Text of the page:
Smile Farms provides people with developmental disabilities meaningful work in agricultural settings.

Advocates are giving Long Islanders a reason to smile this spring, as they grow their  nonprofit, Smile Farms, which gives agricultural jobs to people with special needs in their communities.

On April 4, the group held a ribbon-cutting ceremony for their newest farm, a collaboration with Cornell Cooperative Extension of Suffolk, a nonprofit community education agency located in Yaphank. Smile Farms also teaches individuals with developmental disabilities how to hone their green thumbs at four other farms across Long Island and Brooklyn.

“Having a job means a whole lot more than having a paycheck,” says Walter Stockton, founder and CEO of Independent Group Home Living (IGHL), which provides services and support for people with developmental disabilities. “It’s your reason for being. It’s social. It’s what you talk about with your family.”

Brothers Jim and Chris McCann, founders of 1-800-Flowers.com, helped sow the seeds of Smile Farms with the help of Stockton, by funding their first year-round greenhouse in Moriches about 20 years ago. Their brother, Kevin, an IGHL resident, inspired them to take up the cause.

Kevin and his coworkers have been growing flowers that are sold locally ever since. The families of these gardeners have reported noticing positive changes in their loved ones. It quickly became clear that Smile Farms not only impacted the community as a whole, but also improved the lives of participants by planting in them a new sense of pride.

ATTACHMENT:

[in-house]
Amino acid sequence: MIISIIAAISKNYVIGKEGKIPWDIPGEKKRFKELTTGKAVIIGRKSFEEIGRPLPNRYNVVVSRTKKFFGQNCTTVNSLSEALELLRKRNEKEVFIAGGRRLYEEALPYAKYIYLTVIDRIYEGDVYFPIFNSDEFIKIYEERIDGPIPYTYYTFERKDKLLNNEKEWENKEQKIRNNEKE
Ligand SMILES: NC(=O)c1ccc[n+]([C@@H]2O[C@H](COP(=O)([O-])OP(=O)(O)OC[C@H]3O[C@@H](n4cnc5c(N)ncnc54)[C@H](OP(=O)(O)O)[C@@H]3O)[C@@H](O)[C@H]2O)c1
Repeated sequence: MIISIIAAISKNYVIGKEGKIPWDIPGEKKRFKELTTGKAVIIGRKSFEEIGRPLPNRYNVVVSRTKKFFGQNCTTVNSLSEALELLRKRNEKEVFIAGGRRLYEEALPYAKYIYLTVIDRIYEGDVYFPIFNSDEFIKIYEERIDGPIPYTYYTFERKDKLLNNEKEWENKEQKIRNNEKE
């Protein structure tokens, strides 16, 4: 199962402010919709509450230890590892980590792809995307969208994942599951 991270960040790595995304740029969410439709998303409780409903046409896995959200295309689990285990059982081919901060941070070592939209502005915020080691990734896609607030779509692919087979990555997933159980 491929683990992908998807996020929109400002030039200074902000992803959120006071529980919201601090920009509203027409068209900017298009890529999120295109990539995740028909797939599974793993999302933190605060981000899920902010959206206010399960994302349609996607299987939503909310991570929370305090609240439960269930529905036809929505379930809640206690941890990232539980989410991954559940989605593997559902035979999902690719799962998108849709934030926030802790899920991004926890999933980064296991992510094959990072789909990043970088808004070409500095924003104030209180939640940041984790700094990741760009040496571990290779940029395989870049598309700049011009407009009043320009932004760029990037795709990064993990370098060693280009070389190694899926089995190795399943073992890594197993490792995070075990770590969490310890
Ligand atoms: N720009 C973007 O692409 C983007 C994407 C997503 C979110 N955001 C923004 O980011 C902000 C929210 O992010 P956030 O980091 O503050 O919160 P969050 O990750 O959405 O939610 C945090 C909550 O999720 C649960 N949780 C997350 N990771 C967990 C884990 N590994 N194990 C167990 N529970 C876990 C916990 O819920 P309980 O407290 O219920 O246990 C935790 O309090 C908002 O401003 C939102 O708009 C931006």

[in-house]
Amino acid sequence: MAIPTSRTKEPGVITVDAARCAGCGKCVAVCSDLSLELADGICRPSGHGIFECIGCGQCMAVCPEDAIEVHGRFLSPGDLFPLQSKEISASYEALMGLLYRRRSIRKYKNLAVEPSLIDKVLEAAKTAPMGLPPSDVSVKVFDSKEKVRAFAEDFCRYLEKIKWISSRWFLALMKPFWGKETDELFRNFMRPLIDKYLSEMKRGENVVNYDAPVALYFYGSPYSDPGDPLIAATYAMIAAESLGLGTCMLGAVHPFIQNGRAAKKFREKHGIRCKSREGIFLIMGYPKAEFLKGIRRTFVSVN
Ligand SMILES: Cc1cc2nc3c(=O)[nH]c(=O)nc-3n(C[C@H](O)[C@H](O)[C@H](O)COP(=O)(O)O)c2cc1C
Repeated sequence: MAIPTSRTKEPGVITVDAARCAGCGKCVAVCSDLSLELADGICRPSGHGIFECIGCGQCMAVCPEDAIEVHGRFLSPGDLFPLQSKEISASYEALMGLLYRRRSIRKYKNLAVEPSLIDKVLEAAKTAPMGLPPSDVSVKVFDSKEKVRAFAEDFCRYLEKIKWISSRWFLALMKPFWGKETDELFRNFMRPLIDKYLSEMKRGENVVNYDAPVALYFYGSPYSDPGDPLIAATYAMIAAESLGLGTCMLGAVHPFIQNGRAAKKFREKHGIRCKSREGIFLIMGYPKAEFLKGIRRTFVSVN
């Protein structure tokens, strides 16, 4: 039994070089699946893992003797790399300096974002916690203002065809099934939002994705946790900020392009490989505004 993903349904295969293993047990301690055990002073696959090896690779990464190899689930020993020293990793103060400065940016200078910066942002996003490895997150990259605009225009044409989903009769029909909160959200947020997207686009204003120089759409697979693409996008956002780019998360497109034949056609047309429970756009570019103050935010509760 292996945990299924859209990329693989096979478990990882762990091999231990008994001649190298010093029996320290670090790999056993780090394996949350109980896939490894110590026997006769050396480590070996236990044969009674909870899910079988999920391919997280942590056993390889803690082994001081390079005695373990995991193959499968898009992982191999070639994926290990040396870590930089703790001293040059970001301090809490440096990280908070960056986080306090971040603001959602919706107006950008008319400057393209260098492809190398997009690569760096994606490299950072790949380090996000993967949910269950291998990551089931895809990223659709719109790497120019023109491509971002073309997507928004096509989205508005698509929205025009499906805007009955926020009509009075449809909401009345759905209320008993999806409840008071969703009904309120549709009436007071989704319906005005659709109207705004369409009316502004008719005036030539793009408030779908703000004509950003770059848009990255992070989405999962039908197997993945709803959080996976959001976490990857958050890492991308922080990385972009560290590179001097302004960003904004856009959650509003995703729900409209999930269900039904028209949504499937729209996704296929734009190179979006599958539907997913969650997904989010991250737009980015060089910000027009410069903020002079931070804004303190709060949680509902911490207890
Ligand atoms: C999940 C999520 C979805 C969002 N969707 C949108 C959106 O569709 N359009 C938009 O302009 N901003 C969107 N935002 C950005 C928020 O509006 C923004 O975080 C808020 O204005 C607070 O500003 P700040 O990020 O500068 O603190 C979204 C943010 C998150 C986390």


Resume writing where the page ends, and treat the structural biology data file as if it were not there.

With the help of other Long Island nonprofit organizations such as The Viscardi Center in Albertson and Skills Unlimited in Oakdale, the McCann brothers expanded their services, at the request of the special needs community. They now combine their agricultural knowledge with their passion for this mission.

Currently, the new Yaphank-based organic produce and flower farm employs 12 IGHL  clients in the group’s Vocational Program. After the completion of renovations, they expect to grow to 24 IGHL employees this spring.

The furthest west location of Smile Farms is at the League Education and Treatment Center in Brooklyn. Its sensory garden benefits students from the League School.

While currently having only New York-based locations, Smile Farms hopes to grow its mission nationally.

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